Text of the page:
The Madrid court warrant, which was strenuously opposed by the Spanish government, alleged historic human rights abuses by the Pinochet administration.  Unknown to the authorities in Spain or the UK, the list of alleged abuses was assembled by the Communist Party of Chile and was a cut and paste of dated denunciations that had either been addressed or dismissed by the National Commission for Truth and Reconciliation in the 1990s. Joan Garcés, a Spanish communist member of the parliament of Madrid and former Revolutionary Adviser of Salvador Allende, the former president of Chile, was the link between the Chilean Communist Party and Judge Garzón in Spain.  Garcés had been an instrumental ally of Allende during the 1970s in seeking to tilt Chile onto the side of the Soviet Union during the Cold War.  Pinochet had stopped this by removing Allende in a military coup in September 1973. Allende killed himself in the presidential palace during the fighting but Garcés, a Spanish national, had been arrested and deported to Spain.

The objective of the Pinochet arrest was, firstly, to throw Chilean society into chaos and turmoil following years of successful reconciliation. (Recent political events in Chile, historically the most stable country in Latin America, show that in this respect at least the Chilean communists achieved their goal). Secondly, Garzón and Garcés sought to establish a far-reaching and controversial change in international law, under which activist left-wing lawyers acting on alleged human rights violations in any jurisdiction of which they disapproved could, in effect, secure the arrest and trial of any individual, of any nationality, anywhere in the world, including a former head of state. This new legal principle would trump the long-established doctrine of sovereign immunity, and it nearly succeeded.

Augusto Pinochet was defended in the UK courts by a brilliant legal team led by Clare Montgomery, QC, the distinguished criminal barrister.  During the protracted and sometimes abstruse legal manoeuvres, which pinged back and forth for many months, the House of Lords was forced for the first time in its thousand-year history to set aside a judgment because Lord Hoffman, one of its senior judges, had failed to declare that he was associated with Amnesty International, the co-appellant in the action against Senator Pinochet.  In judgment after judgment, the House of Lords failed to reach a decision on whether to allow the extradition of Pinochet to Spain.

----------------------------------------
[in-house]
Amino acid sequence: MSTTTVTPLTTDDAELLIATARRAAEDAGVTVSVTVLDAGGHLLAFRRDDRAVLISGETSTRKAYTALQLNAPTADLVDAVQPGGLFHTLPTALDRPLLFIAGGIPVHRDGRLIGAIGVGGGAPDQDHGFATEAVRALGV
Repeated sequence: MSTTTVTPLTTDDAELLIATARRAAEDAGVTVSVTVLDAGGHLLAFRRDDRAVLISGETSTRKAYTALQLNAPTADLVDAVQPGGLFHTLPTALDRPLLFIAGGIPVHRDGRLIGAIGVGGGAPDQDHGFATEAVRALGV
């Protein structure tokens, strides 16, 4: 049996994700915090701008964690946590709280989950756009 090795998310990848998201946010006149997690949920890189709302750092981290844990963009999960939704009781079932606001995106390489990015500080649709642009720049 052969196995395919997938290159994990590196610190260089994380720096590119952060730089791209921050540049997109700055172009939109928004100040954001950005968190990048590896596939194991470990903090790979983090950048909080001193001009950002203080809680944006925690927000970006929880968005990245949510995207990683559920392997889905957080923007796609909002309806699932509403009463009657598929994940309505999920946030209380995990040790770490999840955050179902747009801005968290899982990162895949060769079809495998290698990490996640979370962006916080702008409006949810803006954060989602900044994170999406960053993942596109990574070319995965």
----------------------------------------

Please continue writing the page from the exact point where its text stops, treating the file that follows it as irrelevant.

Outside Parliament and on the international airwaves, WorldPR orchestrated on behalf of Chilean Supporters Abroad a vigorous worldwide campaign to secure the freedom of Senator Pinochet, who was held with his wife, Dona Lucia, under house arrest in Virginia Waters, Surrey.  The campaign was led by former British prime minister Margaret Thatcher and supported, among other parliamentarians, by Lord Lamont, former Chancellor, and a large number of Chilean activists that arrived in the UK to support the former president.  The campaign culminated in a seminal speech by Lady Thatcher the 1999 Conservative Party conference in Blackpool, which dominated the party conference and deepened the predicament of the Labour government.

After 503 days of house arrest, amidst deadlock in the Law Lords and unprecedented demonstrations in Virginia Waters by Chilean protesters from both sides, British Home Secretary Jack Straw stepped in and issued an order to release Senator Pinochet on grounds of ill-health.   On 3rd March 1999, the Senator flew home on a Chilean air force jet to a rapturous welcome by his supporters.

(* In 2012. Balthazar Garzón was disbarred by the Supreme Court of Spain for illegally recording the meetings of defence lawyers with their clients.)

BBC Radio Interview with Patrick Robertson, BBC World Service, Witness History, 2010

Speech by The Rt. Hon. Margaret Thatcher of Kesteven, O.M., F.R.S., C.H., at the Conservative Party Conference, 6th October 1999